When Claremont (California) United Methodist Church unveiled its annual outdoor Nativity last week, it caused a stir that made the news on virtually every national outlet and sparked a debate that continues to rage on social media. This was no traditional, baby-in-a-manger tableau. Instead, Joseph, Mary and the baby Jesus had been separated and locked up in individual chain-link pens, topped by barbed wire fencing.
This Nativity scene was intended to reflect the plight of immigrants and asylum seekers whose families have been separated on our southern border; Rev. Karen Clark Ristine said that her congregation considered the point of the display to be theological rather than political. But as the LA Times reported,
The image has sparked a heated national debate about spiritual boundaries and moral commitments. Its caustic tenor online reflects the state of dialogue in this country today: warped by political divisions, riddled with gratuitous insults and sabotaged by self-righteousness.
It will come as no surprise that I find this Nativity scene to be entirely appropriate and well within the parameters of what my Christian faith commits me to challenging and pushing back against. But I am most interested, not in the political sides that have been taken, but rather in those who are offended because of the Christmas story being used to make any political statement at all.
Many people, even those who are not Christian, want Christmas to be a season of respite from the demands of real life—our jobs, the 24-7 news screaming at us, impeachment hearings with a likely impeachment trial on the near horizon, and so on. These are not people for whom the holiday season is a time for capitalist gluttony at the mall; rather, it is a time to step back, try to breathe a bit deeper, watch Christmas movies, and plug in to the supposed message of the season: Peace on earth and good will toward all. Joy to the world and all of that.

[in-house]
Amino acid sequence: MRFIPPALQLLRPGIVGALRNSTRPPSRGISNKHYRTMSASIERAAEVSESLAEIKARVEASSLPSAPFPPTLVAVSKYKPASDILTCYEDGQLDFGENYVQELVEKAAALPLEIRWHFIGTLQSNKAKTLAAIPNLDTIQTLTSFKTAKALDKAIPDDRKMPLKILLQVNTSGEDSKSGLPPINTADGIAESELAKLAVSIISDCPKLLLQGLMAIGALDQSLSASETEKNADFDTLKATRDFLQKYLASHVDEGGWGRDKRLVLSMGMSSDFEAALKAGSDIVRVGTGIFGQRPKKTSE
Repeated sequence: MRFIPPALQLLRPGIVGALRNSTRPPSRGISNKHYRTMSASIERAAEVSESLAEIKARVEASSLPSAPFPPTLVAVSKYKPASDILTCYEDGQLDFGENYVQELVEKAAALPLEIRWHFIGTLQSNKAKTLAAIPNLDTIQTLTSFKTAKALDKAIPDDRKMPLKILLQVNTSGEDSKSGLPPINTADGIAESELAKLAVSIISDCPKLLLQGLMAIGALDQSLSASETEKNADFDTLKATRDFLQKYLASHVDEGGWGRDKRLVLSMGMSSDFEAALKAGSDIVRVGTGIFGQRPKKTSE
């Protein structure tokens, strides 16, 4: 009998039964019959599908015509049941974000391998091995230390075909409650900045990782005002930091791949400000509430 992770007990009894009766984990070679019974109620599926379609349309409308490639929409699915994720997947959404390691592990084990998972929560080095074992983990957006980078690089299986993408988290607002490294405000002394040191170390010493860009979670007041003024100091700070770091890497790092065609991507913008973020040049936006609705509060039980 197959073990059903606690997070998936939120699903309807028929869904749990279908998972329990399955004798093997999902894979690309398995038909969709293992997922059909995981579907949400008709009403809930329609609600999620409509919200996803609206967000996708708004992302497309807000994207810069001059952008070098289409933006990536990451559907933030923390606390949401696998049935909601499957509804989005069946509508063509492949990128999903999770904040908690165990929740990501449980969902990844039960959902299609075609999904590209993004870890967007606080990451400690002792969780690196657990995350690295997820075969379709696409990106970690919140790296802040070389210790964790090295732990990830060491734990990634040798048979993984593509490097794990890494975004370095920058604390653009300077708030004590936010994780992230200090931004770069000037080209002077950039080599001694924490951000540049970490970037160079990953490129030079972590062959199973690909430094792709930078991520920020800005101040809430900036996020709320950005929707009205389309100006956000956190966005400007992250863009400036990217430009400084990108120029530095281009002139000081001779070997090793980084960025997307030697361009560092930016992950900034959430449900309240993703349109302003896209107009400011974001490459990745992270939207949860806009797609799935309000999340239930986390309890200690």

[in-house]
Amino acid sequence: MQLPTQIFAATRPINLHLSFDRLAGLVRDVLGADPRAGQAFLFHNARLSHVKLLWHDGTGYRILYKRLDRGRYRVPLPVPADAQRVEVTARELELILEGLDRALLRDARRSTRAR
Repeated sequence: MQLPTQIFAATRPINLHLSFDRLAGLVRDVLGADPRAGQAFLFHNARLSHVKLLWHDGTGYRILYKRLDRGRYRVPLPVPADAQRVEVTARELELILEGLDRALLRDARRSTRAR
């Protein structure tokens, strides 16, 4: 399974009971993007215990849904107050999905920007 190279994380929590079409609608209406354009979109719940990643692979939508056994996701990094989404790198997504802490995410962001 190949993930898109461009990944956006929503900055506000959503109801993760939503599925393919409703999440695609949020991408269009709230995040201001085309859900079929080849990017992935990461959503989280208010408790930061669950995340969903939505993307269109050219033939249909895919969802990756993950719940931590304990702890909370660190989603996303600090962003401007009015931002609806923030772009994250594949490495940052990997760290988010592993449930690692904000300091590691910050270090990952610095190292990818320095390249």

I truly understand the sentiment and have written this Advent about seeking to “live in the Advent zone” of hopefulness and reflection. I get it. There is something about the classic, peaceful Nativity scene that evokes a sense of the sacred even in people who have little or no faith commitment. Jesus, Mary, and Joseph in cages disturbs all of that and makes us uncomfortable. Can’t we have at least one, tiny space in which we can have a few moments of peace? Is nothing sacred?
But such sentiments can easily turn into tuning out not only the distractions that threaten to consume us on a daily basis, but also the hard truths that stare us in our faces on a daily basis whether we want to see them or not. It is worth remembering that the sanitized, innocent, faux-reverent version of the Nativity story that we so badly want to preserve has little resemblance to the stories actually told in the Gospels, stories involving an unmarried pregnant teen, poverty, rejection, childbirth in a cave, fleeing persecution, and dead babies in the streets. If anything should make us uncomfortable, it is stories like that—as well as similar events in our own time. As the LA Times article notes, “It’s uncomfortable, but that’s what these Nativity scenes are intended to do: disturb us enough that we don’t let holiday trimmings obscure the need to act against the unjust and inhumane.”